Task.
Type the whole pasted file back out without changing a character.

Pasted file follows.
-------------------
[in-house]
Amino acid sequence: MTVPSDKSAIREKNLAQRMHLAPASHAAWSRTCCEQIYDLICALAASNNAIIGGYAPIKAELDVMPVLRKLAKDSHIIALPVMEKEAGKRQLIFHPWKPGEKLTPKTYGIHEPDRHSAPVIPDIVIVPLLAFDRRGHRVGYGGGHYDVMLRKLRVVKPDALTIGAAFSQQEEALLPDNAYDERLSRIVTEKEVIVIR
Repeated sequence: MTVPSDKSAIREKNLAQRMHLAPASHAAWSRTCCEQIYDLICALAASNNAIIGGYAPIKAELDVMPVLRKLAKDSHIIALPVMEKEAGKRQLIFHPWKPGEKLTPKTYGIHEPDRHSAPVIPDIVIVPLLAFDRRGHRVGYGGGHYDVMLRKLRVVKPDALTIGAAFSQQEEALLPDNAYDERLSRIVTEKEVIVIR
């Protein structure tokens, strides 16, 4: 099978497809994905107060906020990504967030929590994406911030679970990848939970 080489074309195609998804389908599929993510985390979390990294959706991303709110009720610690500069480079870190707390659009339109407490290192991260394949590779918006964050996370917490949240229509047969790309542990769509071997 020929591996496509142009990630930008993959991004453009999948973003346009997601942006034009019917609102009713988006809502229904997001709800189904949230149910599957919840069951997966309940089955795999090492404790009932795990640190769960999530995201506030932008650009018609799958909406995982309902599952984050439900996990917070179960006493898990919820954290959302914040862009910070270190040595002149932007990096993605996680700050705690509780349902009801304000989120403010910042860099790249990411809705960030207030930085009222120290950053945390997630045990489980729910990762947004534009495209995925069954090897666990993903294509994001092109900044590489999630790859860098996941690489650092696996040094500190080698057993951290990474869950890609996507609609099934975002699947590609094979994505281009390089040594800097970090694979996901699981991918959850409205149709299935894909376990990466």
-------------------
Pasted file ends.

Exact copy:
[in-house]
Amino acid sequence: MTVPSDKSAIREKNLAQRMHLAPASHAAWSRTCCEQIYDLICALAASNNAIIGGYAPIKAELDVMPVLRKLAKDSHIIALPVMEKEAGKRQLIFHPWKPGEKLTPKTYGIHEPDRHSAPVIPDIVIVPLLAFDRRGHRVGYGGGHYDVMLRKLRVVKPDALTIGAAFSQQEEALLPDNAYDERLSRIVTEKEVIVIR
Repeated sequence: MTVPSDKSAIREKNLAQRMHLAPASHAAWSRTCCEQIYDLICALAASNNAIIGGYAPIKAELDVMPVLRKLAKDSHIIALPVMEKEAGKRQLIFHPWKPGEKLTPKTYGIHEPDRHSAPVIPDIVIVPLLAFDRRGHRVGYGGGHYDVMLRKLRVVKPDALTIGAAFSQQEEALLPDNAYDERLSRIVTEKEVIVIR
């Protein structure tokens, strides 16, 4: 099978497809994905107060906020990504967030929590994406911030679970990848939970 080489074309195609998804389908599929993510985390979390990294959706991303709110009720610690500069480079870190707390659009339109407490290192991260394949590779918006964050996370917490949240229509047969790309542990769509071997 020929591996496509142009990630930008993959991004453009999948973003346009997601942006034009019917609102009713988006809502229904997001709800189904949230149910599957919840069951997966309940089955795999090492404790009932795990640190769960999530995201506030932008650009018609799958909406995982309902599952984050439900996990917070179960006493898990919820954290959302914040862009910070270190040595002149932007990096993605996680700050705690509780349902009801304000989120403010910042860099790249990411809705960030207030930085009222120290950053945390997630045990489980729910990762947004534009495209995925069954090897666990993903294509994001092109900044590489999630790859860098996941690489650092696996040094500190080698057993951290990474869950890609996507609609099934975002699947590609094979994505281009390089040594800097970090694979996901699981991918959850409205149709299935894909376990990466």